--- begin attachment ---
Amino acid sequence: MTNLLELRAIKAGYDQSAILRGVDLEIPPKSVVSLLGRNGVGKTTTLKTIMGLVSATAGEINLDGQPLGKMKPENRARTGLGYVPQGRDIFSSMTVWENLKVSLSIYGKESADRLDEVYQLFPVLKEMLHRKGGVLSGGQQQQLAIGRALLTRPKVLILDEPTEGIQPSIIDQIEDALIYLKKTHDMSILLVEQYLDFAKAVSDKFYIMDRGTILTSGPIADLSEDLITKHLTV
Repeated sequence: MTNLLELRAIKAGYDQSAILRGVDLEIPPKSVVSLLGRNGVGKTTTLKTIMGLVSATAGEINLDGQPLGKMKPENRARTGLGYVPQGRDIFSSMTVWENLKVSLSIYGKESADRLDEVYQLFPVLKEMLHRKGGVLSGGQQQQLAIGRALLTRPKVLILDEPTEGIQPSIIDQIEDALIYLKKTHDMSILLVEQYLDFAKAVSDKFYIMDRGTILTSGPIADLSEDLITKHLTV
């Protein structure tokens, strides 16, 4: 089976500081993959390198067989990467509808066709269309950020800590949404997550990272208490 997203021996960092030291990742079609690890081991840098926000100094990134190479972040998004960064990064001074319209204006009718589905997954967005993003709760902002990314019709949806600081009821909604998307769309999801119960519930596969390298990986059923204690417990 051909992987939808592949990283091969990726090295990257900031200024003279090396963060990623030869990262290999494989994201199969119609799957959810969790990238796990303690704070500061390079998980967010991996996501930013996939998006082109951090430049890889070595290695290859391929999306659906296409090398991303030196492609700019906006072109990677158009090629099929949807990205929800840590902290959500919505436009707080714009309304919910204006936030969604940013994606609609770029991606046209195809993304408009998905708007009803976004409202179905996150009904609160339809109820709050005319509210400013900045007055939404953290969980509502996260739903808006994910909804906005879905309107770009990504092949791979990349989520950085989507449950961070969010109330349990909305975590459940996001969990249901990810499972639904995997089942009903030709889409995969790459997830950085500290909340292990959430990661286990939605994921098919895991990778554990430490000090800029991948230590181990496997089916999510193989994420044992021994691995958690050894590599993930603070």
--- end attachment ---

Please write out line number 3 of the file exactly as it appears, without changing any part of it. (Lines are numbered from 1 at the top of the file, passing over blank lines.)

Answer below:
């Protein structure tokens, strides 16, 4: 089976500081993959390198067989990467509808066709269309950020800590949404997550990272208490 997203021996960092030291990742079609690890081991840098926000100094990134190479972040998004960064990064001074319209204006009718589905997954967005993003709760902002990314019709949806600081009821909604998307769309999801119960519930596969390298990986059923204690417990 051909992987939808592949990283091969990726090295990257900031200024003279090396963060990623030869990262290999494989994201199969119609799957959810969790990238796990303690704070500061390079998980967010991996996501930013996939998006082109951090430049890889070595290695290859391929999306659906296409090398991303030196492609700019906006072109990677158009090629099929949807990205929800840590902290959500919505436009707080714009309304919910204006936030969604940013994606609609770029991606046209195809993304408009998905708007009803976004409202179905996150009904609160339809109820709050005319509210400013900045007055939404953290969980509502996260739903808006994910909804906005879905309107770009990504092949791979990349989520950085989507449950961070969010109330349990909305975590459940996001969990249901990810499972639904995997089942009903030709889409995969790459997830950085500290909340292990959430990661286990939605994921098919895991990778554990430490000090800029991948230590181990496997089916999510193989994420044992021994691995958690050894590599993930603070």